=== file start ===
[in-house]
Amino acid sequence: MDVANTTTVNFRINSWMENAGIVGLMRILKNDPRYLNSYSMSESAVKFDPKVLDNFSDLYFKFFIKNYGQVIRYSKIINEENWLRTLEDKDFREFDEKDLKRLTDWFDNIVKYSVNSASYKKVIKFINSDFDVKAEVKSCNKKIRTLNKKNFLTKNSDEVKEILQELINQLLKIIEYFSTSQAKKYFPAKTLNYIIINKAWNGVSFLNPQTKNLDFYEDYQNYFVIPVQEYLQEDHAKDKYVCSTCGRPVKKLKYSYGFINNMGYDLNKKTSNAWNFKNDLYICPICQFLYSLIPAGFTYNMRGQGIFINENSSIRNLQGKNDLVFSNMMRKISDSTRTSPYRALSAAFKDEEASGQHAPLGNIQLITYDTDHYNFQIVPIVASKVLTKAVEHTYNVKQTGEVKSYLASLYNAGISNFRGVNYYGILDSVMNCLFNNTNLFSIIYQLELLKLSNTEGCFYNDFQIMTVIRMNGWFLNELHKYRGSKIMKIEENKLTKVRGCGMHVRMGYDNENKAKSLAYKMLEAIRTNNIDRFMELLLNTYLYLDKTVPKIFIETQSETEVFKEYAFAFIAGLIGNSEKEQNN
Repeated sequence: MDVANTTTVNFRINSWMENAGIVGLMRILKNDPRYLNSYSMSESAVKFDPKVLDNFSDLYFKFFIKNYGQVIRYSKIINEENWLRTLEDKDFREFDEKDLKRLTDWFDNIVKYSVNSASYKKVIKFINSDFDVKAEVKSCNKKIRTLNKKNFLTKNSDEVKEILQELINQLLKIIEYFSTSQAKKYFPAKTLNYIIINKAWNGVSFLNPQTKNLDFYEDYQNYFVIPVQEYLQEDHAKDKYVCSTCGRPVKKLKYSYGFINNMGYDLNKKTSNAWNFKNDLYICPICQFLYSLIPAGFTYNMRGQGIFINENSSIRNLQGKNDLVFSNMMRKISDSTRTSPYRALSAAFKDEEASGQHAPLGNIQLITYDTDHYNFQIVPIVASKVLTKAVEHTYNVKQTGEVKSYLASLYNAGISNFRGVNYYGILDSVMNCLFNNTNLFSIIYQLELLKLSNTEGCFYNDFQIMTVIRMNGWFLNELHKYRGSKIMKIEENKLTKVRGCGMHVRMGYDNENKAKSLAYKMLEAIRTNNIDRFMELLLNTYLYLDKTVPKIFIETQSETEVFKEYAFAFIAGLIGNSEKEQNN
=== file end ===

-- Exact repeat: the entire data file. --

[in-house]
Amino acid sequence: MDVANTTTVNFRINSWMENAGIVGLMRILKNDPRYLNSYSMSESAVKFDPKVLDNFSDLYFKFFIKNYGQVIRYSKIINEENWLRTLEDKDFREFDEKDLKRLTDWFDNIVKYSVNSASYKKVIKFINSDFDVKAEVKSCNKKIRTLNKKNFLTKNSDEVKEILQELINQLLKIIEYFSTSQAKKYFPAKTLNYIIINKAWNGVSFLNPQTKNLDFYEDYQNYFVIPVQEYLQEDHAKDKYVCSTCGRPVKKLKYSYGFINNMGYDLNKKTSNAWNFKNDLYICPICQFLYSLIPAGFTYNMRGQGIFINENSSIRNLQGKNDLVFSNMMRKISDSTRTSPYRALSAAFKDEEASGQHAPLGNIQLITYDTDHYNFQIVPIVASKVLTKAVEHTYNVKQTGEVKSYLASLYNAGISNFRGVNYYGILDSVMNCLFNNTNLFSIIYQLELLKLSNTEGCFYNDFQIMTVIRMNGWFLNELHKYRGSKIMKIEENKLTKVRGCGMHVRMGYDNENKAKSLAYKMLEAIRTNNIDRFMELLLNTYLYLDKTVPKIFIETQSETEVFKEYAFAFIAGLIGNSEKEQNN
Repeated sequence: MDVANTTTVNFRINSWMENAGIVGLMRILKNDPRYLNSYSMSESAVKFDPKVLDNFSDLYFKFFIKNYGQVIRYSKIINEENWLRTLEDKDFREFDEKDLKRLTDWFDNIVKYSVNSASYKKVIKFINSDFDVKAEVKSCNKKIRTLNKKNFLTKNSDEVKEILQELINQLLKIIEYFSTSQAKKYFPAKTLNYIIINKAWNGVSFLNPQTKNLDFYEDYQNYFVIPVQEYLQEDHAKDKYVCSTCGRPVKKLKYSYGFINNMGYDLNKKTSNAWNFKNDLYICPICQFLYSLIPAGFTYNMRGQGIFINENSSIRNLQGKNDLVFSNMMRKISDSTRTSPYRALSAAFKDEEASGQHAPLGNIQLITYDTDHYNFQIVPIVASKVLTKAVEHTYNVKQTGEVKSYLASLYNAGISNFRGVNYYGILDSVMNCLFNNTNLFSIIYQLELLKLSNTEGCFYNDFQIMTVIRMNGWFLNELHKYRGSKIMKIEENKLTKVRGCGMHVRMGYDNENKAKSLAYKMLEAIRTNNIDRFMELLLNTYLYLDKTVPKIFIETQSETEVFKEYAFAFIAGLIGNSEKEQNN